Could non-citizen voting be a problem in next week’s elections, and perhaps even swing some very close elections?
A new study by two Old Dominion University professors, based on survey data from the Cooperative Congressional Election Study, indicated that 6.4 percent of all non-citizens voted illegally in the 2008 presidential election, and 2.2 percent in the 2010 midterms. Given that 80 percent of non-citizens lean Democratic, they cite Al Franken ’s 312-vote win in the 2008 Minnesota U.S. Senate race as one likely tipped by non-citizen voting. As a senator, Franken cast the 60th vote needed to make Obamacare law.
North Carolina features one of the closest Senate races in the country this year, between Democratic incumbent Kay Hagan and Republican Thom Tillis. So what guerrilla filmmaker James O’Keefe, the man who has uncovered voter irregularities in states ranging from Colorado to New Hampshire, has learned in North Carolina is disturbing. This month, North Carolina officials found at least 145 illegal aliens, still in the country thanks to the Obama administration’s Deferred Action for Childhood Arrivals program, registered to vote. Hundreds of other non-citizens may be on the rolls.Advertisement A voter-registration card is routinely issued without any identification check, and undocumented workers can use it for many purposes, including obtaining a driver’s license and qualifying for a job. And if a non-citizen has a voter-registration card, there are plenty of campaign operatives who will encourage him or her to vote illegally.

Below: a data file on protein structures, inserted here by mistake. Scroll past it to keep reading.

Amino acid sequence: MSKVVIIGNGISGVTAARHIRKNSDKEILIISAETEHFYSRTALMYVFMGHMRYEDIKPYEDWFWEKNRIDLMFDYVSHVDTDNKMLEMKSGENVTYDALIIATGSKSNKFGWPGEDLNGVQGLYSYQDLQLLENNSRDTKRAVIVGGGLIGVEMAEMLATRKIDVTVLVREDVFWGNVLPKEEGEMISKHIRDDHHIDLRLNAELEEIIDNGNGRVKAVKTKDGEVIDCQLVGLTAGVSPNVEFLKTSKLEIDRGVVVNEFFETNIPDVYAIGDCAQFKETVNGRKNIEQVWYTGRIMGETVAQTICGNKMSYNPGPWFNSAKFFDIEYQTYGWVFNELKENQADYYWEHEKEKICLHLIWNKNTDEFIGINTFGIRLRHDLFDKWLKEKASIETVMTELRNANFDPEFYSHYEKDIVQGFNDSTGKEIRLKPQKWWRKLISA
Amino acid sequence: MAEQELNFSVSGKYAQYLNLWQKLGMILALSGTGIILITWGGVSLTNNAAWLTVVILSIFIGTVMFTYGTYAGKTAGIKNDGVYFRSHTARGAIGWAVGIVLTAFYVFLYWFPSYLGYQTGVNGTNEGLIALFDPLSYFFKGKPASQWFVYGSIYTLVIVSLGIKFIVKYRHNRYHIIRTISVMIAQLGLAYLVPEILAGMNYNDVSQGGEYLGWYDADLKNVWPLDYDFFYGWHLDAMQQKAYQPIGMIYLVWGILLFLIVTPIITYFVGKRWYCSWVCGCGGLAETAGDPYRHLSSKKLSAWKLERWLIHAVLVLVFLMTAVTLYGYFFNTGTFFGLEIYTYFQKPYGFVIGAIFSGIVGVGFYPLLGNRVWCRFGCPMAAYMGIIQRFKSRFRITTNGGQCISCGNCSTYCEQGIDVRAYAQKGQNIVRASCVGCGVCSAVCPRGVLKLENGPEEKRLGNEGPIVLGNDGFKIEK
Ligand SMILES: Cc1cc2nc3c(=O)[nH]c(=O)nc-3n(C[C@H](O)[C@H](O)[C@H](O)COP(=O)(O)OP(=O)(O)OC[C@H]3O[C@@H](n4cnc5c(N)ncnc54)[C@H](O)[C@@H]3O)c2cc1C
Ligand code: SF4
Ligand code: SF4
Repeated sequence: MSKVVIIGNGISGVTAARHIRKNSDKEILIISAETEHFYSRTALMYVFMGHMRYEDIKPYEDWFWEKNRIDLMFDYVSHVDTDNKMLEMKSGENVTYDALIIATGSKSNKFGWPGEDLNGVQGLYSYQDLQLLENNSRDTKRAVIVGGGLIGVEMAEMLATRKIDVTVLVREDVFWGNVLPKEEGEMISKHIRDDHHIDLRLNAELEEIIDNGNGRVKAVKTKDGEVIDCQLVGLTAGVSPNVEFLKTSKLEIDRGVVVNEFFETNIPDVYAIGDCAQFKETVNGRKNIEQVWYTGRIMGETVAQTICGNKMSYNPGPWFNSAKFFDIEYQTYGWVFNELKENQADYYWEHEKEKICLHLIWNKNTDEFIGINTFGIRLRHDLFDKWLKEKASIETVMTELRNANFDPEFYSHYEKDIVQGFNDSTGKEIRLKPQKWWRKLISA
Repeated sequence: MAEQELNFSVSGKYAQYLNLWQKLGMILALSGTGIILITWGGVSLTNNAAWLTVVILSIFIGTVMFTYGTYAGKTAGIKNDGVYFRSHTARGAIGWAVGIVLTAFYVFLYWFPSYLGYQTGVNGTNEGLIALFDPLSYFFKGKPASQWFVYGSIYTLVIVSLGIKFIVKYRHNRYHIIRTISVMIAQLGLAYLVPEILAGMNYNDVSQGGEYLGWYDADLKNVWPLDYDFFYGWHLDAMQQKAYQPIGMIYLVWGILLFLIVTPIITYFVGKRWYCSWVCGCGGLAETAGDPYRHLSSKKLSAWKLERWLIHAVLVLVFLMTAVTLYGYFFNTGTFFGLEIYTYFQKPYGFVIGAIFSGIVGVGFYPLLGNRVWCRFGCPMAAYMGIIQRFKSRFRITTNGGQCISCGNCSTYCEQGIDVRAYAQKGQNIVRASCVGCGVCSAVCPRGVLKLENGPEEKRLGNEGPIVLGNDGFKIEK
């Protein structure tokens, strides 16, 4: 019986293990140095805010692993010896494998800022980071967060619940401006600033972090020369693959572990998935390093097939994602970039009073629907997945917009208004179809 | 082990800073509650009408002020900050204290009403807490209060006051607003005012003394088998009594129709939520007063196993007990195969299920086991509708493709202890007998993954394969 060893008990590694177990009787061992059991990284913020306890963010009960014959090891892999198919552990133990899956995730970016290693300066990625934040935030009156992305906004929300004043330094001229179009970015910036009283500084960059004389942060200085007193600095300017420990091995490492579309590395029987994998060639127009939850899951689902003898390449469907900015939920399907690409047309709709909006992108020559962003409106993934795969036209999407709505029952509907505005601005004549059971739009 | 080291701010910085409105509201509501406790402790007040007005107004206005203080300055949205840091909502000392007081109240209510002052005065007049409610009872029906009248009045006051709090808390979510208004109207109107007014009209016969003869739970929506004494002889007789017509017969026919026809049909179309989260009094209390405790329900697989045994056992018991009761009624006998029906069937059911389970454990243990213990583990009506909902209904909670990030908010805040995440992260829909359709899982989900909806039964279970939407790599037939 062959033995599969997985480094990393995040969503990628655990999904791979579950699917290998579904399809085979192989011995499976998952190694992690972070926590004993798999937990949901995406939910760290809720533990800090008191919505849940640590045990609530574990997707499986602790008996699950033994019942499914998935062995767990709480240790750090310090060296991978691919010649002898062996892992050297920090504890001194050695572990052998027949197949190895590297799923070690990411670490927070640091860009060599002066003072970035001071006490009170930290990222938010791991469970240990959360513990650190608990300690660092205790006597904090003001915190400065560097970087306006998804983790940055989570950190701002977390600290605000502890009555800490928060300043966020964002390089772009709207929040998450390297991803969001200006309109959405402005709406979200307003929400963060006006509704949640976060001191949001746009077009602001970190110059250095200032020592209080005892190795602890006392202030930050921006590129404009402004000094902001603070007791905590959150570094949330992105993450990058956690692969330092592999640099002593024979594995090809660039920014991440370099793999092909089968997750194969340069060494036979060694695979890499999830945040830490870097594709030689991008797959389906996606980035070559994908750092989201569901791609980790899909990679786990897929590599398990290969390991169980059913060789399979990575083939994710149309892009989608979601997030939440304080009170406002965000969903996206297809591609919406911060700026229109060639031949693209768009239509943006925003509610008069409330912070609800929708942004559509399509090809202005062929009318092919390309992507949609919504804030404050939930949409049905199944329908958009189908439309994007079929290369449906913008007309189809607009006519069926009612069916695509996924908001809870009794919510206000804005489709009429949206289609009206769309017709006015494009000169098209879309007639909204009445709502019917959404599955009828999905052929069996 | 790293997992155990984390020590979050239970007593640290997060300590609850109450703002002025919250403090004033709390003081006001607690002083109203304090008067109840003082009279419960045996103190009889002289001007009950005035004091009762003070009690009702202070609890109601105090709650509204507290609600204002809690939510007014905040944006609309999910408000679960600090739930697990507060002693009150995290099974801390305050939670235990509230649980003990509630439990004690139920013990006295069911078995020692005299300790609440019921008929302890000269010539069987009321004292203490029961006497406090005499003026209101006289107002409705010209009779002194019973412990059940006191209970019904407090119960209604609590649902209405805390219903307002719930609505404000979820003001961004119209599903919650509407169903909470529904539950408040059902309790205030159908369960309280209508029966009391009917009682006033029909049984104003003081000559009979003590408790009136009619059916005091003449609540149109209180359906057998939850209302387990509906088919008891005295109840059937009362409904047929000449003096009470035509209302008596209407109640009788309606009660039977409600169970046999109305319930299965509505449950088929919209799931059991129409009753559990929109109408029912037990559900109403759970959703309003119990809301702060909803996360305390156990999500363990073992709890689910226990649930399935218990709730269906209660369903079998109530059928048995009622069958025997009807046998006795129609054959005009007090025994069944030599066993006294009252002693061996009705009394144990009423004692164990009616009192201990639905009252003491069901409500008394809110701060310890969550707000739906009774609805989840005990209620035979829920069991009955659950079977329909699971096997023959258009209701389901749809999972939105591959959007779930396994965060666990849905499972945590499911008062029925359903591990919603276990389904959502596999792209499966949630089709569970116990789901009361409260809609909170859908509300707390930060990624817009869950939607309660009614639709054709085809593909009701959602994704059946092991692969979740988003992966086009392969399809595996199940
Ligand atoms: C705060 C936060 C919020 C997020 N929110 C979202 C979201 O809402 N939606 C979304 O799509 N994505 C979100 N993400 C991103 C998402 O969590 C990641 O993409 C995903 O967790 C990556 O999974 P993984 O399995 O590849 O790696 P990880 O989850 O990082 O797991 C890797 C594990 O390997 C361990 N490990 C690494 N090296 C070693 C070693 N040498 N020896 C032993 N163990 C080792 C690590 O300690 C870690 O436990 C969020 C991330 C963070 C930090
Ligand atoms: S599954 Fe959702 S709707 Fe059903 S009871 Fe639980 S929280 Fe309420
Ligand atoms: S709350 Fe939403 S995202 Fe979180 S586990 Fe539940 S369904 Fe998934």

O’Keefe had a Brazilian-born immigrant investigator pose as someone who wanted to vote but was not a citizen. Greg Amick, the campaign manager for the Democrat running for sheriff in Mecklenburg County (Charlotte), was only too happy to help.
Greg Amick: Here’s a couple of things you can do. You do not have to have your driver’s license, but do you have any sort of identification?
Project Veritas investigator: But I do have my driver’s license.
Amick: Oh, you do. Show ’em that and you’re good.
PV: But the only problem, you know, I don’t want to vote if I’m not legal. I think that’s going to be a problem. I’m not sure.
Amick: It won’t be, it shouldn’t be an issue at all.
Amick: As long as you are registered to vote, you’ll be fine.
But North Carolina officials shouldn’t be “fine” with Amick, who appears to be afoul of a state law making it a felony “for any person, knowing that a person is not a citizen of the United States, to instruct or coerce that person to register to vote or to vote.”